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Large bore natural gas engine performance improvements and combustion stabilization through reformed natural gas precombustion chamber fueling




Ruter, Matthew D., author
Olsen, Daniel B., advisor
De Miranda, Michael A., committee member
Marchese, Anthony John, 1967-, committee member

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Lean combustion is a standard approach used to reduce NOx emissions in large bore natural gas engines. However, at lean operating points, combustion instabilities and misfires give rise to high total hydrocarbon (THC) and carbon monoxide (CO) emissions. To counteract this effect, pre-combustion chamber (PCC) technology is employed to allow engine operation at an overall lean equivalence ratio while mitigating the rise of THC and CO caused by combustion instability and partial and complete misfires. A PCC is a small chamber, typically 1-2% of the clearance volume. A separate fuel line supplies gaseous fuel to the PCC and a standard spark plug ignites the slightly rich mixture (1.1 < Φ < 1.2) in the PCC. The ignited PCC mixture enters the main combustion chamber as a high energy flame jet, igniting the lean mixture in the main chamber. Typically, natural gas fuels both the main cylinder and the PCC. In the current work reported herein, a mixture of reformed natural gas (syngas) and natural gas fuels the PCC. Syngas is a broad term that refers to a synthetic gaseous fuel. In this case, syngas specifically denotes a mixture of hydrogen, carbon monoxide, nitrogen, and methane generated in a natural gas reformer. Syngas has a faster flame speed and a wider equivalence ratio range of operation. Fueling the PCC with syngas reduces combustion instabilities and misfires. This extends the overall engine lean limit, enabling further NOx reductions. Research results presented are aimed at quantifying the benefits of syngas PCC fueling. A model is developed to predict the equivalence ratio in the PCC for different mixtures and flow rates of PCC fuel. An electronic injection valve is used to supply the PCC with syngas. The delivery pressure, injection timing, and flow rates are varied to optimize PCC equivalence ratio. The two syngas mixtures evaluated contain the same ratio of hydrogen to carbon monoxide but different levels of nitrogen diluent. The syngas with the higher nitrogen content is denoted syngas 1 while syngas 2 specifies the lower nitrogen content syngas. Experimental results are presented for 80% syngas / 20% natural gas mixtures for each syngas PCC fueling scenario at 18" Hg intake manifold pressure. 80% syngas 1 / 20% natural gas PCC fueling resulted in an 18% reduction in NOx emission compared to natural gas fueling. Supplying the PCC with 80% syngas 2 / 20% natural gas improves combustion stability by 16% compared to natural gas PCC fueling. Increasing the intake manifold pressure to 22" Hg for 80% syngas 2 / 20% natural gas fueling provides an emission comparison at an equivalent combustion stability operating point. Comparing equivalent combustion stability operating points between syngas 2 and natural gas shows a 40% reduction in NOx emissions when fueling the PCC with 80% syngas 2 / 20% natural gas mixture compared to natural gas fueling. Experimental results are presented for varying PCC fuel mixtures of syngas 2 and natural gas at 18" Hg intake manifold pressure. Results show dramatic increases in combustion stability are realized for high syngas 2 mixtures (greater than 80% syngas 2). Reducing intake manifold boost for natural gas PCC fueling to 8.5" Hg produces equivalent main cylinder combustion stability compared to 100% syngas 2 PCC fueling at 18" Hg intake manifold pressure. NOx emission increases by 780% for natural gas PCC fueling at the equivalent combustion stability operating point compared to syngas 2 PCC fueling at 18" Hg intake manifold pressure.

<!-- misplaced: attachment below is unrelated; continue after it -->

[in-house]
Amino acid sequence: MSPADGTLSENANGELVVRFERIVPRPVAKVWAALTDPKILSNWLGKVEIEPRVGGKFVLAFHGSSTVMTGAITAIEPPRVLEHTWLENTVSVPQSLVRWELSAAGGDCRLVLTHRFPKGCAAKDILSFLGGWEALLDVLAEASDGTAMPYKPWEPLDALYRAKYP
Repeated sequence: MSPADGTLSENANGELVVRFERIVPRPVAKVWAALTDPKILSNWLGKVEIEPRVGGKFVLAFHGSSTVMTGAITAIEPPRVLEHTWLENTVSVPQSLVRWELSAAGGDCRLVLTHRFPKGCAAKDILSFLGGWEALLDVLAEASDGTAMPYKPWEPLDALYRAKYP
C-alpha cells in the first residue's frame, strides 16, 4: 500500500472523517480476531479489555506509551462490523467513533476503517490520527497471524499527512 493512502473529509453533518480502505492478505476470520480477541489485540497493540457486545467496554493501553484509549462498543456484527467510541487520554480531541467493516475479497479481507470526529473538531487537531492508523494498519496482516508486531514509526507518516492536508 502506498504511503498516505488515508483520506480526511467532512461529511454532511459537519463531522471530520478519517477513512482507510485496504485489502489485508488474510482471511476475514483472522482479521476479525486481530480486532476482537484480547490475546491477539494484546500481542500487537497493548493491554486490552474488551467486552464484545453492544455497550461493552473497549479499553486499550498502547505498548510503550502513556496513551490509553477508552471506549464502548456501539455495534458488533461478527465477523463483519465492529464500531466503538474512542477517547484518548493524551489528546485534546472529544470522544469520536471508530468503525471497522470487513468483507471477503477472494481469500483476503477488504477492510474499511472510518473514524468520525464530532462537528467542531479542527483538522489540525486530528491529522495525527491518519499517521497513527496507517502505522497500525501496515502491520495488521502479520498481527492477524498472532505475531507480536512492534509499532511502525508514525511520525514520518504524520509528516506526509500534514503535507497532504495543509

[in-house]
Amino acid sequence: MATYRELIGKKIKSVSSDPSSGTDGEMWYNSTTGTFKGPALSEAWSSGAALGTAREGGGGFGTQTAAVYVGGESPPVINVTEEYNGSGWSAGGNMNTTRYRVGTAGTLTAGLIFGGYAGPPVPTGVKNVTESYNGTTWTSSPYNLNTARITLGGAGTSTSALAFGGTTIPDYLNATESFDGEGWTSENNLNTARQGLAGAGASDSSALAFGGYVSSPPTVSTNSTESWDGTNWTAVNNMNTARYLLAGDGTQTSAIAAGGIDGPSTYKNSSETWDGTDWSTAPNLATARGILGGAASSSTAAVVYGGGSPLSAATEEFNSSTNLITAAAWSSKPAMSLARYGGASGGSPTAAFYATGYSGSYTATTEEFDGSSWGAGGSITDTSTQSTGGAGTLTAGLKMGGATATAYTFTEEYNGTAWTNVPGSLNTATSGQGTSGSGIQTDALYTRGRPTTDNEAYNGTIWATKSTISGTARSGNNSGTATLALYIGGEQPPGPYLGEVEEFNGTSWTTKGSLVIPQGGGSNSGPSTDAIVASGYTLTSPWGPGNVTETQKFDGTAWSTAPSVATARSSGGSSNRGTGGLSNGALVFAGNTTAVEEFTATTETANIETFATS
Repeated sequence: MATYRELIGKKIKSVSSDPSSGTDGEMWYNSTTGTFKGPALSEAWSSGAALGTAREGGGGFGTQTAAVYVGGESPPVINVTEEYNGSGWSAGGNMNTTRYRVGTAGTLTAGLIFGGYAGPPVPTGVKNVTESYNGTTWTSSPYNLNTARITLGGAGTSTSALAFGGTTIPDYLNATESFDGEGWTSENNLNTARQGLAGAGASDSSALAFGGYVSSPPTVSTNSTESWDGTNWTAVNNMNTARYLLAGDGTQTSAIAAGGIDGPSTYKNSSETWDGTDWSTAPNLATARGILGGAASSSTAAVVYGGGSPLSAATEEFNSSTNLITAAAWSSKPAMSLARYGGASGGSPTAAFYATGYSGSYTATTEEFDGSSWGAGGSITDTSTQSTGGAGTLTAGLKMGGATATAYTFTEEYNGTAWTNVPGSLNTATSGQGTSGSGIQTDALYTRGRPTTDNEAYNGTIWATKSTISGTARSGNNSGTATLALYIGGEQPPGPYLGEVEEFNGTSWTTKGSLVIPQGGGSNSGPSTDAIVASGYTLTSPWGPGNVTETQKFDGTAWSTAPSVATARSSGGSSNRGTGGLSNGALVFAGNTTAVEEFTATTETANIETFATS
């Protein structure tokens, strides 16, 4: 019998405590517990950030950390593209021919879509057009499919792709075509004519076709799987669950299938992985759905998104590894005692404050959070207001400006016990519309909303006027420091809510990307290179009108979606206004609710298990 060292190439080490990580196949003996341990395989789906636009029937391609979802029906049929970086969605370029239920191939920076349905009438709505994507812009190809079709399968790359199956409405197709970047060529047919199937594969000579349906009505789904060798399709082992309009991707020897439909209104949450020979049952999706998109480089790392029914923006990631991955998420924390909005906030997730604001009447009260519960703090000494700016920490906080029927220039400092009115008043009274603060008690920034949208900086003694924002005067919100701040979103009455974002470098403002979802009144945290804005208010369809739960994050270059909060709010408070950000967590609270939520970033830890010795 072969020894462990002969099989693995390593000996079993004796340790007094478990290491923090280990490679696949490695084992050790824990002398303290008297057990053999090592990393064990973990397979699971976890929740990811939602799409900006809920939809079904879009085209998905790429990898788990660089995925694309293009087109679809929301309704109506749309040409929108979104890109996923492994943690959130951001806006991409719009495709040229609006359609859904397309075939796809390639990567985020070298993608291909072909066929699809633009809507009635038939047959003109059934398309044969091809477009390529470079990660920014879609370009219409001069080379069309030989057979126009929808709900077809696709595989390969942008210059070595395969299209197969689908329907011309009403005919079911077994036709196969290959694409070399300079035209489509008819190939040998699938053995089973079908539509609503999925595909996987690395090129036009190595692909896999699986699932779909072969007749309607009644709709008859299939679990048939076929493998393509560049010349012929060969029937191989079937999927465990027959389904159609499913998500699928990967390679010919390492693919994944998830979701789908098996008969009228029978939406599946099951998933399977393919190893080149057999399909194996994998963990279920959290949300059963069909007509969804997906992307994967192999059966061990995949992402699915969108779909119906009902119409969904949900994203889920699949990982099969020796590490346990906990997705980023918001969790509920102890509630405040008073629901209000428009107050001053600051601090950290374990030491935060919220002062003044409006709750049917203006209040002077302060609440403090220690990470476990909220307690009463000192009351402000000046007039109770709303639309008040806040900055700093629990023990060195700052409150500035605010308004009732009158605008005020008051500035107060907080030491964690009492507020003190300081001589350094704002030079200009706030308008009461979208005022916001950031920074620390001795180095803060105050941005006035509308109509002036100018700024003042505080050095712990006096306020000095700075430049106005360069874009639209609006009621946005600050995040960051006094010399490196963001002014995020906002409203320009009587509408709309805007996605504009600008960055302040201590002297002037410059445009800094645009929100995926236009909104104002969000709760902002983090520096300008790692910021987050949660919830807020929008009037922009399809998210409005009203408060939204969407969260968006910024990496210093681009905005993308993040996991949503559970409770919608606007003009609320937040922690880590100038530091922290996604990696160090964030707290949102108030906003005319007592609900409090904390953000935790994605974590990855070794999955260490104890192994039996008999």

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reformed natural gas
Synthetic fuels
combustion stabilization
Natural gas
pre-combustion chamber
Internal combustion engines
large bore natural gas
Spark ignition engines -- Alternative fuels


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